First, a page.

Book Review: Language Lesson Making Comparisons “What If You Had Animal Teeth?”
[Source: Play on Words.com]
“What If You Had Animal Teeth?” by Sandra Markle has the right combination of goofy comparisons, outrageous illustrations and fascinating animal facts to appeal to kids. Open the book and you are greeted with a child’s open mouth with the two front teeth missing. Just what WOULD happen if an animal’s teeth grew in, instead? On each double spread page, the left side introduces kids to a toothy animal like the beaver, great white shark or rattlesnake, while the right hand page illustrates similar teeth in a human child and how he might take advantage of sharp chisels, 2 inch long knife edged points, or hooked teeth that fold back into the mouth.
The clever illustrations bring animal teeth to life in a kid’s world as a narwahl’s left tooth becomes a “tusk” at 10 feet, growing out of a child’s upper lip to serve as a pole for ice fishing. I loved using this book for a language lesson, reading the animal facts, describing the features of his teeth and then relating them to a human child. I asked my little client on the autism spectrum what was funny in the background of the picture of the child with beaver teeth? The telephone poles were tilted because someone gnawed the base, the road was called “Nibble Ave” and the boy had eaten a chunk out of his math book. There is plenty of inference to talk about as a girl is dreaming of dollar bills as she hides her set of teeth, a boy lifts a car with his strong elephant tusks, and my favorite is a boy with crocodile teeth who doesn’t have to open his mouth at the dentist’s office because his front teeth stick out when his mouth is closed! Take a look at this book for a fun language learning session.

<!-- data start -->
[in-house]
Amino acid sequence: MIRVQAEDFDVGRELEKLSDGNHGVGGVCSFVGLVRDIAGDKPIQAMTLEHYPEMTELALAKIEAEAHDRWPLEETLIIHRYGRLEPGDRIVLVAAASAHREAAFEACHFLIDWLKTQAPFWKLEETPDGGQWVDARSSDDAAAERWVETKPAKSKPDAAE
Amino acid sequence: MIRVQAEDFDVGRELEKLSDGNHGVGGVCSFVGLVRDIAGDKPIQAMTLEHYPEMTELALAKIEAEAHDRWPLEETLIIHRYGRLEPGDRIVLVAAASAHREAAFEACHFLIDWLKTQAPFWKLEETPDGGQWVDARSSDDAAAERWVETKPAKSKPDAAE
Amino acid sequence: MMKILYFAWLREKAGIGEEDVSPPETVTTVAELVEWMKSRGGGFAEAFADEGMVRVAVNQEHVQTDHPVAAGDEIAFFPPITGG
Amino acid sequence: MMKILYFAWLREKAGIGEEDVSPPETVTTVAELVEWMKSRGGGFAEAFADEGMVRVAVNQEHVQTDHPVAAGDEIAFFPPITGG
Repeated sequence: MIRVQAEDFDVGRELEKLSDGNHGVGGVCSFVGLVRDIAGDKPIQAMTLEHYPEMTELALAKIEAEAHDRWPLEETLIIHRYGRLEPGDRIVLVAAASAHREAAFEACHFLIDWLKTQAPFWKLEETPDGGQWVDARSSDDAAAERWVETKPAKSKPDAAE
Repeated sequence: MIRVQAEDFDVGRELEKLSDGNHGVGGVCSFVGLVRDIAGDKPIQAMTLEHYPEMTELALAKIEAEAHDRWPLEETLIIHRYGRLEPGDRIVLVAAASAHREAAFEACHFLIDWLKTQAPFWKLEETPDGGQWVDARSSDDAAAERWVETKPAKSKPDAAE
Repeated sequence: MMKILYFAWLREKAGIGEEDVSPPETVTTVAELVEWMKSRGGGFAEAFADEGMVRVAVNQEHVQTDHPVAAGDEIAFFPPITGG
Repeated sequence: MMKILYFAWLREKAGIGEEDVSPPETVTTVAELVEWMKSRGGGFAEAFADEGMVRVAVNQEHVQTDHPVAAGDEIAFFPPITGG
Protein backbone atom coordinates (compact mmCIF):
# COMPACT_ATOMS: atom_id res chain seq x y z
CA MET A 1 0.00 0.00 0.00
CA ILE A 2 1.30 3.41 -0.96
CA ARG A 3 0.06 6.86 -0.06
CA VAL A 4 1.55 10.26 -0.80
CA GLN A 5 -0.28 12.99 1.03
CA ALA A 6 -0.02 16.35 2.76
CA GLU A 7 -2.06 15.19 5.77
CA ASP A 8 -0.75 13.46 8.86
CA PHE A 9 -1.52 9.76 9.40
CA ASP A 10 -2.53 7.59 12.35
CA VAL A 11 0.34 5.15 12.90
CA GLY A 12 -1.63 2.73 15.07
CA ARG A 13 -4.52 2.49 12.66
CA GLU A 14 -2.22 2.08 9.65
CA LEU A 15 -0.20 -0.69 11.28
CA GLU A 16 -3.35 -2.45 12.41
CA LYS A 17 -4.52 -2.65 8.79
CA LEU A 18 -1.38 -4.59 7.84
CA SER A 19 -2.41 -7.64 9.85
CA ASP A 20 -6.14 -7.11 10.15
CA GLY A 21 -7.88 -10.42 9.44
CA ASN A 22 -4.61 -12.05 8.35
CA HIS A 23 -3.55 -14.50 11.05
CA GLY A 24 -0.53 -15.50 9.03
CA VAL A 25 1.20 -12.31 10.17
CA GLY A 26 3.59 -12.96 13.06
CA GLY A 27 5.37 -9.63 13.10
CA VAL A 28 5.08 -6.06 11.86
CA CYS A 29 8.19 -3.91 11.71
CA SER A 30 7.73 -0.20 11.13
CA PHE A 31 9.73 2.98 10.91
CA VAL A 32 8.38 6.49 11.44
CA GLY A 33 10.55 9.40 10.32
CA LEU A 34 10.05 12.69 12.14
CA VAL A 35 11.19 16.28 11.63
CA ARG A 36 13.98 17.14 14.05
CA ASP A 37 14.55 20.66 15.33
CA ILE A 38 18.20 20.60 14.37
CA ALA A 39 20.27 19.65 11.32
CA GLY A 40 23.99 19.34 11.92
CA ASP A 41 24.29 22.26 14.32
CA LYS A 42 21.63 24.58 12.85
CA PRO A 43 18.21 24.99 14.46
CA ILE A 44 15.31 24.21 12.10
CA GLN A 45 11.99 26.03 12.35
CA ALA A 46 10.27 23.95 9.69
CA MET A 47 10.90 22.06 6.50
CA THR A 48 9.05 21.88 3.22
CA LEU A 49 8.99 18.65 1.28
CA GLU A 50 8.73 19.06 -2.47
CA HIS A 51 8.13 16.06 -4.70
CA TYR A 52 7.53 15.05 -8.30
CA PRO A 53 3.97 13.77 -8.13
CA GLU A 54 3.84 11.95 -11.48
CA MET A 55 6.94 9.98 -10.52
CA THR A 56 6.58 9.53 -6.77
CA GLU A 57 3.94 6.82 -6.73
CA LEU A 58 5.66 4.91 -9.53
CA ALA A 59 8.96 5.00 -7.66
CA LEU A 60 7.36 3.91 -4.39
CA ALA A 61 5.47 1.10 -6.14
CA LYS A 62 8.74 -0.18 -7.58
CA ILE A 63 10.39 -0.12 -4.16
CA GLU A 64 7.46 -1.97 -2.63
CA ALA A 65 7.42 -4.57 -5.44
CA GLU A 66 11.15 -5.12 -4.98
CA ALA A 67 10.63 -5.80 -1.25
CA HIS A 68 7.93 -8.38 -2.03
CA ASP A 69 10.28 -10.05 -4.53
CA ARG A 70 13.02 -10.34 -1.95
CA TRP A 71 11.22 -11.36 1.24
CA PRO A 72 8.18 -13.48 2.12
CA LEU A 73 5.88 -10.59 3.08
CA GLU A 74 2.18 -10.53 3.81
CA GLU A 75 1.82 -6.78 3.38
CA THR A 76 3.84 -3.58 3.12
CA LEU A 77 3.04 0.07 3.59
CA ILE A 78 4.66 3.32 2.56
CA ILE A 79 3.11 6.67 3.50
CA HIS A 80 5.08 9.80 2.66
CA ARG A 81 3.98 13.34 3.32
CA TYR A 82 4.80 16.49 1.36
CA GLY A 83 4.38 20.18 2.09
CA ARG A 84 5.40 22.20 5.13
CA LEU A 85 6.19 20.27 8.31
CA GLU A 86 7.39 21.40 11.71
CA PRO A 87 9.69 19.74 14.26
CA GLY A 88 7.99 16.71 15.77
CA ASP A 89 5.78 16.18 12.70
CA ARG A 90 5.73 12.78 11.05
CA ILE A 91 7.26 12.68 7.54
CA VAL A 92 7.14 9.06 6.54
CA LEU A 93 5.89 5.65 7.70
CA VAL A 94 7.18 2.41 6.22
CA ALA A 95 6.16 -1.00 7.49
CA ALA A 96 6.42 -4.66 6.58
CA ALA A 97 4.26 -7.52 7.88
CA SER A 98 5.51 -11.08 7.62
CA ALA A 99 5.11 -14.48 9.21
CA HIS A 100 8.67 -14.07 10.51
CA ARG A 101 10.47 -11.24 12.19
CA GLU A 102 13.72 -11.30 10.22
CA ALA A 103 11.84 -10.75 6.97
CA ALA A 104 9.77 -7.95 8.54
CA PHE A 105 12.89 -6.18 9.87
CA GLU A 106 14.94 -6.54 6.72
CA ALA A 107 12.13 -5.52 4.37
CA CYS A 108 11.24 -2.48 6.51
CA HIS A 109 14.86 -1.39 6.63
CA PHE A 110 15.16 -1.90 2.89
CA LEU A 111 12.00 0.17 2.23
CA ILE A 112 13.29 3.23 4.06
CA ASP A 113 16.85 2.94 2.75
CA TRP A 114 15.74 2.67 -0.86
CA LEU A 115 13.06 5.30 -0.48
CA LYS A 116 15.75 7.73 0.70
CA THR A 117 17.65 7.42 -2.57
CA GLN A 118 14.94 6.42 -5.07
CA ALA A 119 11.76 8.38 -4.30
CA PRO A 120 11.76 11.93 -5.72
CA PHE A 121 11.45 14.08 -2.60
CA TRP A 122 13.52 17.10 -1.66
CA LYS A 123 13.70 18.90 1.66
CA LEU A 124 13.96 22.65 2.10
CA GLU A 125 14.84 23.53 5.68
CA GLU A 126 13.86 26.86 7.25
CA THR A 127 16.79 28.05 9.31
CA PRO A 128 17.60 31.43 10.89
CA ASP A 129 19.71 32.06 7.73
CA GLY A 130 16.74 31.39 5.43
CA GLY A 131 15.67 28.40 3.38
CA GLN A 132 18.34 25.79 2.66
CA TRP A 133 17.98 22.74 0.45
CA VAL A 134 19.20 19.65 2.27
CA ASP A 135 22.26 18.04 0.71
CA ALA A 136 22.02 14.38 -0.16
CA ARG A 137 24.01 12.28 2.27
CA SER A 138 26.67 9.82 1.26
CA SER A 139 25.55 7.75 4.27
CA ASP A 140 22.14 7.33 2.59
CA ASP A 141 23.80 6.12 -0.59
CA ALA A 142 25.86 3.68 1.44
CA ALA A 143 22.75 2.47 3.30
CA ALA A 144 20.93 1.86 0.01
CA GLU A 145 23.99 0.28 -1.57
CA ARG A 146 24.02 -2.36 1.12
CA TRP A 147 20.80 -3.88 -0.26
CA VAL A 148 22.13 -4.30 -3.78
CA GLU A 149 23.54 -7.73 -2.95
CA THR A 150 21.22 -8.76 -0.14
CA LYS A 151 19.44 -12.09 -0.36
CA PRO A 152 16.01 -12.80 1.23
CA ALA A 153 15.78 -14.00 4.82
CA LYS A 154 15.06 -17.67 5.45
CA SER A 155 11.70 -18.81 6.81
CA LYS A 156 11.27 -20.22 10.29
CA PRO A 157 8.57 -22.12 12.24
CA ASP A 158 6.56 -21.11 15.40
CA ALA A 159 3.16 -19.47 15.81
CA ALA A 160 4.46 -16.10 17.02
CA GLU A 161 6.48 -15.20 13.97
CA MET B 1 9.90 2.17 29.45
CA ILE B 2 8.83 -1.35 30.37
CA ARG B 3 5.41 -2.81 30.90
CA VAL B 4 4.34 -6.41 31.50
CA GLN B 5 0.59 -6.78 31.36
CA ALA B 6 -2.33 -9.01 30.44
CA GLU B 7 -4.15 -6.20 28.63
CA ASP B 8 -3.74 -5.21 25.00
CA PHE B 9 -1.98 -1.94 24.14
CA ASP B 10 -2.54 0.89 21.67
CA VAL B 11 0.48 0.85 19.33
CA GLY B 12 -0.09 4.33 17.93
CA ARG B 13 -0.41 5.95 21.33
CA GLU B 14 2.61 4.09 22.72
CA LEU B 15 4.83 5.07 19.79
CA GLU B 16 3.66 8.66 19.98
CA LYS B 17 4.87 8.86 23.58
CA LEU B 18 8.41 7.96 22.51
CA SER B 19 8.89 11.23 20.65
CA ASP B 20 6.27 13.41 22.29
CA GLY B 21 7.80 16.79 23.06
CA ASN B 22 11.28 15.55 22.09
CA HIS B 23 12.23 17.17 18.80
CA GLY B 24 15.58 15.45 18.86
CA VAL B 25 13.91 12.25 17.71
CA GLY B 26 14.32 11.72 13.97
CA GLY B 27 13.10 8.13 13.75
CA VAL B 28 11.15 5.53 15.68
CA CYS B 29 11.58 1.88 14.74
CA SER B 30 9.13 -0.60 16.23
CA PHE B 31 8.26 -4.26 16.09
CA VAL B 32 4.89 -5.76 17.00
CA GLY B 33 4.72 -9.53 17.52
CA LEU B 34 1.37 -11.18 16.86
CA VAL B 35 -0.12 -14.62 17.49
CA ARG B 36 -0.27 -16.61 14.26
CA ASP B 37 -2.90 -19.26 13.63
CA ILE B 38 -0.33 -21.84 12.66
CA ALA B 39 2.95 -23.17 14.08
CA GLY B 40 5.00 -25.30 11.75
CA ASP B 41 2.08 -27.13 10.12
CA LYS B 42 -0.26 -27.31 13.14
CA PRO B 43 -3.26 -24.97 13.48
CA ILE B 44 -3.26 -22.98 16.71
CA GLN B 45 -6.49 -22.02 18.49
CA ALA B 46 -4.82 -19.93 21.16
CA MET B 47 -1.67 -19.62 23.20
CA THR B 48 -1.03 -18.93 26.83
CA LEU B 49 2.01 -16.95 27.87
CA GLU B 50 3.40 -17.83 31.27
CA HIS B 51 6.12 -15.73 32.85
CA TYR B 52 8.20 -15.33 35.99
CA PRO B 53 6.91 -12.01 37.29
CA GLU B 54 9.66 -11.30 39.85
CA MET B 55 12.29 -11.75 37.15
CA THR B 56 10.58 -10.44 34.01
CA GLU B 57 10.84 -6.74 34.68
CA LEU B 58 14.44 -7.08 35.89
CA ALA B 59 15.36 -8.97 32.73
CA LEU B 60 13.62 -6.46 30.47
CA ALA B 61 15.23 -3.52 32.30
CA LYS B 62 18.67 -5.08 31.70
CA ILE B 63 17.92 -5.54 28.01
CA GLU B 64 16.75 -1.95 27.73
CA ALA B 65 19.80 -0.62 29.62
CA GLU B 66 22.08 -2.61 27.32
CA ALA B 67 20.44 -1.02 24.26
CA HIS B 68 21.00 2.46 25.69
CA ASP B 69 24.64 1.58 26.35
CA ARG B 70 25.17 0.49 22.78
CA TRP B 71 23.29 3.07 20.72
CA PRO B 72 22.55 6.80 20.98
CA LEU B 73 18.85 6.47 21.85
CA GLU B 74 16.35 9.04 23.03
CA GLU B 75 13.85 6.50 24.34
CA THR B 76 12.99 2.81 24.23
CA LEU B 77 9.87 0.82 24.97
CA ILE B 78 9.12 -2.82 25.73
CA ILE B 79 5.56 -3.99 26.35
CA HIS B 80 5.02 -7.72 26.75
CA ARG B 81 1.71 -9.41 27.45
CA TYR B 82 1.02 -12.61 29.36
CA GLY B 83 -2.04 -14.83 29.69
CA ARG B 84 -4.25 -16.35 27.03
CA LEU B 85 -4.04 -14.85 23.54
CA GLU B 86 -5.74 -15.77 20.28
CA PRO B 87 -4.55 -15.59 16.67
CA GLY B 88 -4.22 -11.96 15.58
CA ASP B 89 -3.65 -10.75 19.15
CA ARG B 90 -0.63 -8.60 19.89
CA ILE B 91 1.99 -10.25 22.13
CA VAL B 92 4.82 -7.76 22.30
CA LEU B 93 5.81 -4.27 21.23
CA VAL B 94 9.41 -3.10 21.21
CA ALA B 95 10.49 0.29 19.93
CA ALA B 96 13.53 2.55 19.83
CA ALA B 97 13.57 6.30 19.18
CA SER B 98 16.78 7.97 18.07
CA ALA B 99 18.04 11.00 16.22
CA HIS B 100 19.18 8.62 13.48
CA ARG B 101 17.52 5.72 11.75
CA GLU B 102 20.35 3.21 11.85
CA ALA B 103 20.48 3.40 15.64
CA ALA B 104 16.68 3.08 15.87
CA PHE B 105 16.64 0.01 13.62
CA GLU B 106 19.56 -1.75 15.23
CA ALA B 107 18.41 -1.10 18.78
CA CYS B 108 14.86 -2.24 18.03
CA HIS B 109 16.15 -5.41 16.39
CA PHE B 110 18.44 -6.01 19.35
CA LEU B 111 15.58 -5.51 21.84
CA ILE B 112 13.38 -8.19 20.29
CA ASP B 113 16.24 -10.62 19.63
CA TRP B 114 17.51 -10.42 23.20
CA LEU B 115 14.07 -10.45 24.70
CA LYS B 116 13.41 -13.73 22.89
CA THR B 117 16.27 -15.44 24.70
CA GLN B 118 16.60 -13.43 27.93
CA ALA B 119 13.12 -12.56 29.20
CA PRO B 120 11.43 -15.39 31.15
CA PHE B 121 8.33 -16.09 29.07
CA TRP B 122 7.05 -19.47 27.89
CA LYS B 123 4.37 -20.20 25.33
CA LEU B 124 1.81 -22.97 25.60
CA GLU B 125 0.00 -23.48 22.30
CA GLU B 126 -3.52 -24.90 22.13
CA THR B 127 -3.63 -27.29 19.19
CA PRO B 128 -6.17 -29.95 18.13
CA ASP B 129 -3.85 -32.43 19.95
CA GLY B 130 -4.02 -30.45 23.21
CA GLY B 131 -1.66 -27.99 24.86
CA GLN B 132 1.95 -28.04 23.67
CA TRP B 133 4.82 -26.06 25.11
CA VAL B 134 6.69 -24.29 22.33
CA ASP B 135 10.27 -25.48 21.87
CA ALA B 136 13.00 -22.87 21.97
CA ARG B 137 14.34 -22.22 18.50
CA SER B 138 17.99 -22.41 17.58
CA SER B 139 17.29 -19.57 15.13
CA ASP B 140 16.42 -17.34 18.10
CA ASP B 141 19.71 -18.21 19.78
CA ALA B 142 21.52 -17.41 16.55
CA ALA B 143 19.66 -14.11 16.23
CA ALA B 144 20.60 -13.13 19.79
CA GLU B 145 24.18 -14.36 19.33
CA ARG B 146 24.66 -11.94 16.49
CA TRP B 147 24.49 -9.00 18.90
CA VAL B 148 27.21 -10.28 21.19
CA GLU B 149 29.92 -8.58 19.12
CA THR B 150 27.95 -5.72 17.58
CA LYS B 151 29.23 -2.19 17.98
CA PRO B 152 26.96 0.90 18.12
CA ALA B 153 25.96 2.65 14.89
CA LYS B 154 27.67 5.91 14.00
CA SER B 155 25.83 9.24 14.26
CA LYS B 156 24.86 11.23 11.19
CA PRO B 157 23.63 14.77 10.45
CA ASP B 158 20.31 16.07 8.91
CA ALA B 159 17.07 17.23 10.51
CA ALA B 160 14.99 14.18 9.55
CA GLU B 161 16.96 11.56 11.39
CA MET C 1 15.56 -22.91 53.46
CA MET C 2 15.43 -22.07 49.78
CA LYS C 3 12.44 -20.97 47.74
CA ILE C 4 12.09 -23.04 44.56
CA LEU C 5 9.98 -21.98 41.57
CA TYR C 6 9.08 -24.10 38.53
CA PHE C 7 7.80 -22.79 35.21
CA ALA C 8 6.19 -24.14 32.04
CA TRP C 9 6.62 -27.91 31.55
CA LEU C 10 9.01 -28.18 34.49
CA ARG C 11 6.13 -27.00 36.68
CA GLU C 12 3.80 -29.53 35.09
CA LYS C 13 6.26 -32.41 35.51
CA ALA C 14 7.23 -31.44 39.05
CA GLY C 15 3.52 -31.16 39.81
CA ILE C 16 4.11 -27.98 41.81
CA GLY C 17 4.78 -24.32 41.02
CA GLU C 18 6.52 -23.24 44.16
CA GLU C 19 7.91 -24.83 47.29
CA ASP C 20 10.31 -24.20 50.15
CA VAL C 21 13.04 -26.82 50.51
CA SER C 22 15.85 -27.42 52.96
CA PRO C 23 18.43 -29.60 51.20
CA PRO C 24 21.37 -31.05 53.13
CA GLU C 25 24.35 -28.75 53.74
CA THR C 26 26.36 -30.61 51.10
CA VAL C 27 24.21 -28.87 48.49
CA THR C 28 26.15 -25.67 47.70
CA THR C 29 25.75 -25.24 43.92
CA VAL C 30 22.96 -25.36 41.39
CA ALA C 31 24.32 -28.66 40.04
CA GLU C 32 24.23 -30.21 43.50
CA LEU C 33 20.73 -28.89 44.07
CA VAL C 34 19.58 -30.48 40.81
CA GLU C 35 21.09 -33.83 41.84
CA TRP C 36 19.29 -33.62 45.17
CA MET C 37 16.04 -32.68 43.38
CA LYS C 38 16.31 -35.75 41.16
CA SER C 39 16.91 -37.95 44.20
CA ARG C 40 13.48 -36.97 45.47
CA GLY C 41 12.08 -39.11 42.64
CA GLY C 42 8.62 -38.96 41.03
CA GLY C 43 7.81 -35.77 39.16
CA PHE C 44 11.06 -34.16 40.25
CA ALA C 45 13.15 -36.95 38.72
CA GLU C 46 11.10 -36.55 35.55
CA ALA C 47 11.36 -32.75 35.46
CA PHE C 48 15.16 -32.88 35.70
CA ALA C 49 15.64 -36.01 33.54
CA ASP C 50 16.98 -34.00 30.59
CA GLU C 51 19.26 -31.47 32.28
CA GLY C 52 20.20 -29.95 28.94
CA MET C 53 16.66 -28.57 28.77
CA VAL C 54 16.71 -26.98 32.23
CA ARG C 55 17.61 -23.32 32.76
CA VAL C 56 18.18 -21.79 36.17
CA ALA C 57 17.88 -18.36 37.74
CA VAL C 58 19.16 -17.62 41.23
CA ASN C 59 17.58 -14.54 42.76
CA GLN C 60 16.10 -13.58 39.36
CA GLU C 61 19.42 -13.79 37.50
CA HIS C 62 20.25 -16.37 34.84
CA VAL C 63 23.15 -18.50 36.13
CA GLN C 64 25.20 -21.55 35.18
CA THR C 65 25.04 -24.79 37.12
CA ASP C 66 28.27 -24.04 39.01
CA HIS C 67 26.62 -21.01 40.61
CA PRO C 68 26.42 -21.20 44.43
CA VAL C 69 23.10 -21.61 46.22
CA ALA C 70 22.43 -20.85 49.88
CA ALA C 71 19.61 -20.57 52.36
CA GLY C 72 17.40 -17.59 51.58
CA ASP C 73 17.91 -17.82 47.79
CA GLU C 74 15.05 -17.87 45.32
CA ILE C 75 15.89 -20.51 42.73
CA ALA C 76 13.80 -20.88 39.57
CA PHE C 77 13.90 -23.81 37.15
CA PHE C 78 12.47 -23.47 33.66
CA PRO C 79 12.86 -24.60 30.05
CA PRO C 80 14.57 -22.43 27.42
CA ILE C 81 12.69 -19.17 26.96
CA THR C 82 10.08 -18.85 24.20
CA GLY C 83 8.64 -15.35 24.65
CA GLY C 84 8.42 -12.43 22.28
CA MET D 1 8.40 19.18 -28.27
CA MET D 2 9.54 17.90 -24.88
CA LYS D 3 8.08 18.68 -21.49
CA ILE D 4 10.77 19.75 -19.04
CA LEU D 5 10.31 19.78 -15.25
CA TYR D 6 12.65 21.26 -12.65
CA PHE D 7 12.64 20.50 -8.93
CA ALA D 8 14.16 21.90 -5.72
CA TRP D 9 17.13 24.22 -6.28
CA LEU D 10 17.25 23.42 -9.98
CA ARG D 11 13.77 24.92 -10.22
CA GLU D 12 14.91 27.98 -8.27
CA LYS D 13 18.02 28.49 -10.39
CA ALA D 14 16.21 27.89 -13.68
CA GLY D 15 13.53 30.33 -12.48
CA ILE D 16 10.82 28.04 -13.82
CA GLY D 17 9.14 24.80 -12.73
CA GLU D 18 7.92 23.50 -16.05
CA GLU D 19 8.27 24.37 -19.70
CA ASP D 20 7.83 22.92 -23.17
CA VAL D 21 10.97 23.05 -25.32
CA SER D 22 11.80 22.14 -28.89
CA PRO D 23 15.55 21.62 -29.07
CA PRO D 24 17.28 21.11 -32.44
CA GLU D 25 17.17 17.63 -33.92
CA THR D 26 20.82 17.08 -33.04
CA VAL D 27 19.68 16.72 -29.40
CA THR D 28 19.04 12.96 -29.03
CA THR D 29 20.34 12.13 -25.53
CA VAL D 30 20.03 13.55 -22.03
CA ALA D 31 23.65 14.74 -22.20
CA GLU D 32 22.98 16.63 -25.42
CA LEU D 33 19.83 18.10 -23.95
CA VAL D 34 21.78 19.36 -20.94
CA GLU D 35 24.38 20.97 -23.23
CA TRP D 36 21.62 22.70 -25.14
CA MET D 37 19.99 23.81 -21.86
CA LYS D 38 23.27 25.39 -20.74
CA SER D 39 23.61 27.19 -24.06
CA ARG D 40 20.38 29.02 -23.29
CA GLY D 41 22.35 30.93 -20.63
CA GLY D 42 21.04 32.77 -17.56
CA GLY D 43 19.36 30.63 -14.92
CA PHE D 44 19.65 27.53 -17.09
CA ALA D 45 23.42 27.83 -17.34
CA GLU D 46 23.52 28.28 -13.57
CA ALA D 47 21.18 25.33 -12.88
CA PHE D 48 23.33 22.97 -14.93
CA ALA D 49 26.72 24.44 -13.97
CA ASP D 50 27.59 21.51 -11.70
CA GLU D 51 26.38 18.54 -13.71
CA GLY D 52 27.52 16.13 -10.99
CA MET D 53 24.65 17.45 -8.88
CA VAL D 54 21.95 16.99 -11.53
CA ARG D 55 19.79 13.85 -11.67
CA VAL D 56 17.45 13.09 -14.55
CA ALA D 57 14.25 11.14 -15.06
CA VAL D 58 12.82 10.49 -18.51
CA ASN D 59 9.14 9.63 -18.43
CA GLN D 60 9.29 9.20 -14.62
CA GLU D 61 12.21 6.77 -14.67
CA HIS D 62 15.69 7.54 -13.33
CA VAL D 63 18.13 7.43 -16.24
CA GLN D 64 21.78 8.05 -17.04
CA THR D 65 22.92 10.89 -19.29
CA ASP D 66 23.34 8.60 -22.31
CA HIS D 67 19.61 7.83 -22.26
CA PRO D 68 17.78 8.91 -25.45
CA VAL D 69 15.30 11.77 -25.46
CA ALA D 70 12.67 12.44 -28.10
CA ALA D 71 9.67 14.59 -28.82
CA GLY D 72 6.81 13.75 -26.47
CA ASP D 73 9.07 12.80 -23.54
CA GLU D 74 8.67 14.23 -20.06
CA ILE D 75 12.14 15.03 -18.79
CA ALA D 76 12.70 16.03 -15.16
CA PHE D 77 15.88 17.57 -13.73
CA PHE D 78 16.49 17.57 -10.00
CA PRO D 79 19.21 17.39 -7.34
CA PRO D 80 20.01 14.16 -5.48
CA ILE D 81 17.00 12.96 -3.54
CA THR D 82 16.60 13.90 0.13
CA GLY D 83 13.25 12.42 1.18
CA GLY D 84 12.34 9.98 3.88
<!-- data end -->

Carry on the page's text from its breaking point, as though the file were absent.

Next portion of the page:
Featured Contributor: Sherry Y. Artemenko M.A., CCC_SLP
For more than 30 years, Sherry Artemenko has worked with children to improve their speech and language, serving as a speech language pathologist in both the public and private school systems and private practice.
Sherry founded the PAL Award (Play Advances Language) to recognize outstanding children’s toys, games and books that can build language. Her PAL Award reviews give parents, educators, manufacturers and retailers specific ways to use award winning products to enhance language. Visit Sherry’s website to view her winners.
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